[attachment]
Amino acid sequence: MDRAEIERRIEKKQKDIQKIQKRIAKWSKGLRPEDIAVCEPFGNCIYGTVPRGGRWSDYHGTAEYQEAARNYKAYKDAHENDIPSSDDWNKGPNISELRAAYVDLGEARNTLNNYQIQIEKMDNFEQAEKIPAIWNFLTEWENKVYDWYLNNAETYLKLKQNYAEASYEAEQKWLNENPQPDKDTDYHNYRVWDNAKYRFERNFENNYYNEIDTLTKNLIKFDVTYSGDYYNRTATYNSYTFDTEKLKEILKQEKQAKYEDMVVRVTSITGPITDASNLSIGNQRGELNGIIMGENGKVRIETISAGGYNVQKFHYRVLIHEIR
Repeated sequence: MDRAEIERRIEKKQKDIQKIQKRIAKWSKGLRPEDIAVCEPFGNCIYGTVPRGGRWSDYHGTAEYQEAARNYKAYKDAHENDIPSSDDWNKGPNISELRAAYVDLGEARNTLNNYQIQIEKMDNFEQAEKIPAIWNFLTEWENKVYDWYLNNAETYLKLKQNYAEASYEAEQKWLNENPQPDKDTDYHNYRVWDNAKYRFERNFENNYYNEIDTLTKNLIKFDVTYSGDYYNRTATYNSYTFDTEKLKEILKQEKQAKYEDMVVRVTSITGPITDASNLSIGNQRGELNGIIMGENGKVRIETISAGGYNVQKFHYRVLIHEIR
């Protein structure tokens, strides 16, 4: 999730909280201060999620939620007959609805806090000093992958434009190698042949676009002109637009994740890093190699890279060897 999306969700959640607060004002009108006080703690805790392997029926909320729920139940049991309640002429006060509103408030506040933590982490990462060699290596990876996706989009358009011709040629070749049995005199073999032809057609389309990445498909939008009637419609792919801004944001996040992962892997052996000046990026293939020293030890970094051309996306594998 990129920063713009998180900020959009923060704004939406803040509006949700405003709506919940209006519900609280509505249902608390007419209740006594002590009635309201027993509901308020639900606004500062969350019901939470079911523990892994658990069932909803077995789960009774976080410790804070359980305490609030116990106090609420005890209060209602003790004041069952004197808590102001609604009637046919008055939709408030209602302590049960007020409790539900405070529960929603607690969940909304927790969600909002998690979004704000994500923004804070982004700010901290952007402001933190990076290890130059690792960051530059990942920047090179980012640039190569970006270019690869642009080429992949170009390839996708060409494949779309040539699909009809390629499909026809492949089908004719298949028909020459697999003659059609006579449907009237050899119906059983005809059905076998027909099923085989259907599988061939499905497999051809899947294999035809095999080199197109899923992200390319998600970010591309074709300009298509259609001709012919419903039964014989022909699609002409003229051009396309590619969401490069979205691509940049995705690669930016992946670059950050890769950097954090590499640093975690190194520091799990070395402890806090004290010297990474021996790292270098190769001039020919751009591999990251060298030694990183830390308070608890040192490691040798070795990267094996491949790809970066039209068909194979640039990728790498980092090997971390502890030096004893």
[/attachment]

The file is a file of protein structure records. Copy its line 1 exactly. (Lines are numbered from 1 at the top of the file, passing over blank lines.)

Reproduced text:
Amino acid sequence: MDRAEIERRIEKKQKDIQKIQKRIAKWSKGLRPEDIAVCEPFGNCIYGTVPRGGRWSDYHGTAEYQEAARNYKAYKDAHENDIPSSDDWNKGPNISELRAAYVDLGEARNTLNNYQIQIEKMDNFEQAEKIPAIWNFLTEWENKVYDWYLNNAETYLKLKQNYAEASYEAEQKWLNENPQPDKDTDYHNYRVWDNAKYRFERNFENNYYNEIDTLTKNLIKFDVTYSGDYYNRTATYNSYTFDTEKLKEILKQEKQAKYEDMVVRVTSITGPITDASNLSIGNQRGELNGIIMGENGKVRIETISAGGYNVQKFHYRVLIHEIR